Deaf Kenyan Community

Posted on 13 February 2007. Filed under: Disability, Diversity, International |

Ever since Andrew Foster graduated from Gallaudet in the 1950s and established schools for deaf children throughout Africa, Gallaudet has been closely linked in many ways to many of the African Deaf communities. Kenya is one of several African countries that has sent Deaf students to Gallaudet University.

If you’re a Gallaudet student, staff, faculty, or alumni and you’ve always been curious to learn more about the countries where some of your classmates and colleagues come from, the Internet now offers a range of resources that were not available even just a few years ago.

One web site you can check out was just created by the Deaf community in Kenya: http://www.disabilitykenya.org/.

Other resources you may want to explore include: Global Deaf Connection, an organization based in the United States that works to improve the quality of deaf education in developing countries such as Kenya, Jamaica, and the DR of Congo; the deafintl email-based discussion group (aka “listserver” or “mailing list”) for deaf people in developing countries and other interested allies; and, of course, the World Federation of the Deaf.

There is also a blog sporadically maintained by Adam, who is currently working at a school for deaf children in Sri Lanka called Found in Ceylon.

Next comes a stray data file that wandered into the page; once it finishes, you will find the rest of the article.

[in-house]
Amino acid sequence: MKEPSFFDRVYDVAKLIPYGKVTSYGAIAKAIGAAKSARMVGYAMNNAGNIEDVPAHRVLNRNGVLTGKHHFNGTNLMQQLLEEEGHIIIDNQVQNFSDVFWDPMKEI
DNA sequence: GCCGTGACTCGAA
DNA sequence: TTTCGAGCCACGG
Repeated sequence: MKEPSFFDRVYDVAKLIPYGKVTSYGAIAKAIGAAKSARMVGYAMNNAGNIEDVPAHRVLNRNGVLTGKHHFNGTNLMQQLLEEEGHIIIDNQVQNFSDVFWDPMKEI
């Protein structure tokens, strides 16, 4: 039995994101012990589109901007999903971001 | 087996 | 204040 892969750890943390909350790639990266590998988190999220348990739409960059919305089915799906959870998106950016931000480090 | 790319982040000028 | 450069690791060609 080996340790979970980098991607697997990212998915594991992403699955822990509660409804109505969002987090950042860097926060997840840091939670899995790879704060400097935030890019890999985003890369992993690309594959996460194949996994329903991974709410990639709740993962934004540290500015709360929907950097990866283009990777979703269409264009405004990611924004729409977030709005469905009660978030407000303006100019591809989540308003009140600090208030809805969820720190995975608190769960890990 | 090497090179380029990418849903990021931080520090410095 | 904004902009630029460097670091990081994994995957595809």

[Be a guest blogger at Reunify Gally! Your essay submissions should be related in some way to reunifying or healing the Gallaudet community in the aftermath of the protests, or to diversity within the Gallaudet or wider deaf community. If interested, review my Guidelines for Guest Bloggers and submit your essay to ashettle (at) patriot.net]

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6 Responses to “Deaf Kenyan Community”

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Ummm… Did Andrew Foster establish schools for deaf children throughout Africa? Maybe I should have better said it another way. Did Gallaudet establish schools for deaf children throughout America? I hope somebody volunteering to enlighten me on Foster’s work in Africa.

Gallaudet University did not, as far as I know, directly establish any deaf schools in America or anywhere else. However, I’m sure many Gallaudet alumni were involved in establishing deaf schools in the United States.

Dr. Andrew Foster was the first deaf black man to enter and graduate from Gallaudet University. There is some controversy about the exact number of schools he established in Africa, but it is known that he spent about 30 years of his life from the 1950s through the 1980s to the endeavor of spreading deaf education in Africa. He raised funds from churches and the deaf community in the United States (and spent a certain amount of time doing this I think pretty much each year) and then would go back to Africa and establish a new school somewhere. Dr. Foster died in a plane crash in the 80s (I think in about ’86 or ’87).